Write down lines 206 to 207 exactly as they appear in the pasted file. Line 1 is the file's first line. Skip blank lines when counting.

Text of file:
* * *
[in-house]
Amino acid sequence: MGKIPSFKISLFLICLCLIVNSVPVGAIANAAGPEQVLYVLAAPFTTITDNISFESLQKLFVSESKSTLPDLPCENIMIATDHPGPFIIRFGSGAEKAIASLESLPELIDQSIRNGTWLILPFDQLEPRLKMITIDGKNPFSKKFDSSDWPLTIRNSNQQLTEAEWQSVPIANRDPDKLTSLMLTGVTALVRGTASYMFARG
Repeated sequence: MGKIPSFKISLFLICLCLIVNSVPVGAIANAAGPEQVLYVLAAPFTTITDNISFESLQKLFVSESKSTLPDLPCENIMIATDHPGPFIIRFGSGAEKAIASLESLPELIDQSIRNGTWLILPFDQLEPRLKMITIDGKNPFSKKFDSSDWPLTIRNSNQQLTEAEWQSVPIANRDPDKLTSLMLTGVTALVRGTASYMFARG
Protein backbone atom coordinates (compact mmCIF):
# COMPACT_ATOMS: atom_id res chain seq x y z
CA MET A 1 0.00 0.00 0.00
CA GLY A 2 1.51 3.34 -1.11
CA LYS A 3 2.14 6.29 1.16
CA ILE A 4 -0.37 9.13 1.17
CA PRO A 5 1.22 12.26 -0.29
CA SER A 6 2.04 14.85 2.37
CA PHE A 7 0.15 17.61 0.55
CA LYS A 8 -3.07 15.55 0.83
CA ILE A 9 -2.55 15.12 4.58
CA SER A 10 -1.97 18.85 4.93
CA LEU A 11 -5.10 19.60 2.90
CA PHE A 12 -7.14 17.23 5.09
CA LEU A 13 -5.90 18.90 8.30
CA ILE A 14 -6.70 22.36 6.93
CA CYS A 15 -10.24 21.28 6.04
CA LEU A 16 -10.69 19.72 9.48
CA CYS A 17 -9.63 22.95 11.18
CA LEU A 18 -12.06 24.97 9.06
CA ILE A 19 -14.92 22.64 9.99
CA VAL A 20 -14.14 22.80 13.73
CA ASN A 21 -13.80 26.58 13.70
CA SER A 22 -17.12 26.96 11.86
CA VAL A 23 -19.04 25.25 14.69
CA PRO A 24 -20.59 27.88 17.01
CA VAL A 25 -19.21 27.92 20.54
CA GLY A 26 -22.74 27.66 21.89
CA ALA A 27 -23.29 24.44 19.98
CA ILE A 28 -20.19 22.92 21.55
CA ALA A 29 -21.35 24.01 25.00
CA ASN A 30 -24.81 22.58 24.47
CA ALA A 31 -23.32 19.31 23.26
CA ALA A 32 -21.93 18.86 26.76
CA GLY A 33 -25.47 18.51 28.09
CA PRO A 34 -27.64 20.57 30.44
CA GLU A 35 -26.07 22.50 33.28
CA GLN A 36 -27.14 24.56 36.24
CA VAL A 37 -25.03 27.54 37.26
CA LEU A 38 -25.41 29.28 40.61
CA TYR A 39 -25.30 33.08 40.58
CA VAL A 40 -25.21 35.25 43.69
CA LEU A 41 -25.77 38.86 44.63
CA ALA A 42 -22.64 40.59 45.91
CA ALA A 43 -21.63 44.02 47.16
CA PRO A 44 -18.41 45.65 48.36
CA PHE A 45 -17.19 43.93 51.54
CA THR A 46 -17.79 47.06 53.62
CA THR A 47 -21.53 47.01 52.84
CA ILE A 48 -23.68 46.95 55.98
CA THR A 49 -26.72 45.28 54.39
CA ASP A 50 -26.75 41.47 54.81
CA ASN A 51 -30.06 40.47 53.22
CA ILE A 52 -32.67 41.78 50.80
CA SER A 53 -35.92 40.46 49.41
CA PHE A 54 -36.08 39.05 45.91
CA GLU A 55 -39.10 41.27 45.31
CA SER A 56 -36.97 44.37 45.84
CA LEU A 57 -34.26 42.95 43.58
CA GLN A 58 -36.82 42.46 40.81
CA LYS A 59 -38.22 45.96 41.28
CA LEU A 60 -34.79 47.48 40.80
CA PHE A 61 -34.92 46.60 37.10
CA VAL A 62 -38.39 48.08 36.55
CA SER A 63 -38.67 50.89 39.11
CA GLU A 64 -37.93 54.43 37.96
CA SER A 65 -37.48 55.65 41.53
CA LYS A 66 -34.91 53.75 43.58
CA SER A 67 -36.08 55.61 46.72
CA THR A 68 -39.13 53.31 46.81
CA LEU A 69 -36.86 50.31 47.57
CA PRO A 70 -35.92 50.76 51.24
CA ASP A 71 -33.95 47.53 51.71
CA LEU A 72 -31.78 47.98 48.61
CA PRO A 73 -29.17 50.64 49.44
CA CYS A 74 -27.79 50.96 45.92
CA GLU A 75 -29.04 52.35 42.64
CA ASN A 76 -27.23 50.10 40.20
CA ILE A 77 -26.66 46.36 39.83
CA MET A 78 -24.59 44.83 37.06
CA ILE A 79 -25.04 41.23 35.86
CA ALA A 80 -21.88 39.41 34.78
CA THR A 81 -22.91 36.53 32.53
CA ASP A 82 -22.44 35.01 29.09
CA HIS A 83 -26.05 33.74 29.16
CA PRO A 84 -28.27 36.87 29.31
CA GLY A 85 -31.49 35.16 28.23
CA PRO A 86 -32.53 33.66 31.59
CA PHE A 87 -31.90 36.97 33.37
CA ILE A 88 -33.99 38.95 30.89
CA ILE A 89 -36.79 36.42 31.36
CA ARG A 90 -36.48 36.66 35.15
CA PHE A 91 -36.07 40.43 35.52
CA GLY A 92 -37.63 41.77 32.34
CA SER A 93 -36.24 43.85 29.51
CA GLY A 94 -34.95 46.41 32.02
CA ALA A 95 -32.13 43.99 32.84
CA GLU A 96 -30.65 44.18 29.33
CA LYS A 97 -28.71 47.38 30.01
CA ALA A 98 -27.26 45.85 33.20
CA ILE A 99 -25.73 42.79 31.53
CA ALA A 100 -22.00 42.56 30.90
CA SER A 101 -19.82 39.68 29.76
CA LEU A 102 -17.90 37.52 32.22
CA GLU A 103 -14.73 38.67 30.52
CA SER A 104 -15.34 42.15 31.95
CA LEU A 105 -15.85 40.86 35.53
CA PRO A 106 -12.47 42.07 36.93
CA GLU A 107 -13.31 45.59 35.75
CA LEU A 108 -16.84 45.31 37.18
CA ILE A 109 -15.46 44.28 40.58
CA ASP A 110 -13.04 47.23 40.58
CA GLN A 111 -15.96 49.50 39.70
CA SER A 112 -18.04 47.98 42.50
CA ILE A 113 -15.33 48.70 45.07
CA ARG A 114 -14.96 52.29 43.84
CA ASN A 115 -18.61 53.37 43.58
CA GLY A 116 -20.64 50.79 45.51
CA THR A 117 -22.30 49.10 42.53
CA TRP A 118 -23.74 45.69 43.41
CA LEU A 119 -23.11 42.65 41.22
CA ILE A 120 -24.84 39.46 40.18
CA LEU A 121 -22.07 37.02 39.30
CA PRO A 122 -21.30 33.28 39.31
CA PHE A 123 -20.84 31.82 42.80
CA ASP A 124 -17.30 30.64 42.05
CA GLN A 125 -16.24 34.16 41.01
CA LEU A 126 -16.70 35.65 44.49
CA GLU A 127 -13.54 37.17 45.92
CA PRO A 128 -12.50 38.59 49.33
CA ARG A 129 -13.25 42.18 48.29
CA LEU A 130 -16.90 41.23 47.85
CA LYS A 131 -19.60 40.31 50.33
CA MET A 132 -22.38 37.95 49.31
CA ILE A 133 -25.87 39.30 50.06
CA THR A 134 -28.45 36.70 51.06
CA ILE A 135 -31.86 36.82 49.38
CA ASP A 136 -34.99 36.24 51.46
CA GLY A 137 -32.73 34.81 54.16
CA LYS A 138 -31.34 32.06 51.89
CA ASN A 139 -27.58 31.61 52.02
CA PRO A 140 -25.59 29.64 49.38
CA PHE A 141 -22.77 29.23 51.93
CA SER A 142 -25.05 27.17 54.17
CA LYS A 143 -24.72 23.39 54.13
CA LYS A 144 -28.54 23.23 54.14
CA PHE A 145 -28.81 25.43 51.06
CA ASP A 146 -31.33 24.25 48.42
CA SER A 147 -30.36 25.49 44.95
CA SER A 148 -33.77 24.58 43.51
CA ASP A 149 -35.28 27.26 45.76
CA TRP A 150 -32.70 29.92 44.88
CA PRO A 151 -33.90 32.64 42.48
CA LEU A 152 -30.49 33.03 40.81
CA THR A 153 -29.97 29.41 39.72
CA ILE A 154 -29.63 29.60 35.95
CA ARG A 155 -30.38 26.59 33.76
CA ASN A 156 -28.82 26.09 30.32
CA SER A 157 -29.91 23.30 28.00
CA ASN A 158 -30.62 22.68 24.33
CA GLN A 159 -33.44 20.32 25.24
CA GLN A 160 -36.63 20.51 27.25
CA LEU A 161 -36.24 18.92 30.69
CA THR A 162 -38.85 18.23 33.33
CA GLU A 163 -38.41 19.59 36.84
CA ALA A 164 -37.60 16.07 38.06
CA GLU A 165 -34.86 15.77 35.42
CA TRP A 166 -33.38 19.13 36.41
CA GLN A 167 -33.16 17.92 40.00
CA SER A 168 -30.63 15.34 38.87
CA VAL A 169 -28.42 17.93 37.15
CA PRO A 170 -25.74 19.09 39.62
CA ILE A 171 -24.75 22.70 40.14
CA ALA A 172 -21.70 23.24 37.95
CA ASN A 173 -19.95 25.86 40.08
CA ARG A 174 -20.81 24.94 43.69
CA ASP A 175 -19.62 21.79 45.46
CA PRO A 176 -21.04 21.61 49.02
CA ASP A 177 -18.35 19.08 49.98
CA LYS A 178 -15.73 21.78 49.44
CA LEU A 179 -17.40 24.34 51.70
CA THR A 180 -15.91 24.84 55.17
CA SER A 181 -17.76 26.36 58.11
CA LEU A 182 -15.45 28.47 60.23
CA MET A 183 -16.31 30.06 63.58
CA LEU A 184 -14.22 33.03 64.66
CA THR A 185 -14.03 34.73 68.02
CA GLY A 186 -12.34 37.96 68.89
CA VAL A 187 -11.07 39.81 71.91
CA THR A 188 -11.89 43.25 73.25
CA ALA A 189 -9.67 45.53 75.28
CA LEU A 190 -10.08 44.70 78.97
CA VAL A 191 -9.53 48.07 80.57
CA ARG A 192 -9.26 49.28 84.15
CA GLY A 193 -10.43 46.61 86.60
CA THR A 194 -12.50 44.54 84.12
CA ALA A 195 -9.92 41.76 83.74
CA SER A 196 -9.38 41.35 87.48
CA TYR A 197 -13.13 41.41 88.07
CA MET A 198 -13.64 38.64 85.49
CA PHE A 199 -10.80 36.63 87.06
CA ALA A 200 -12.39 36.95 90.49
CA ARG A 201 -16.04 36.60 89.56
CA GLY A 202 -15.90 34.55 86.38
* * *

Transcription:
CA ARG A 201 -16.04 36.60 89.56
CA GLY A 202 -15.90 34.55 86.38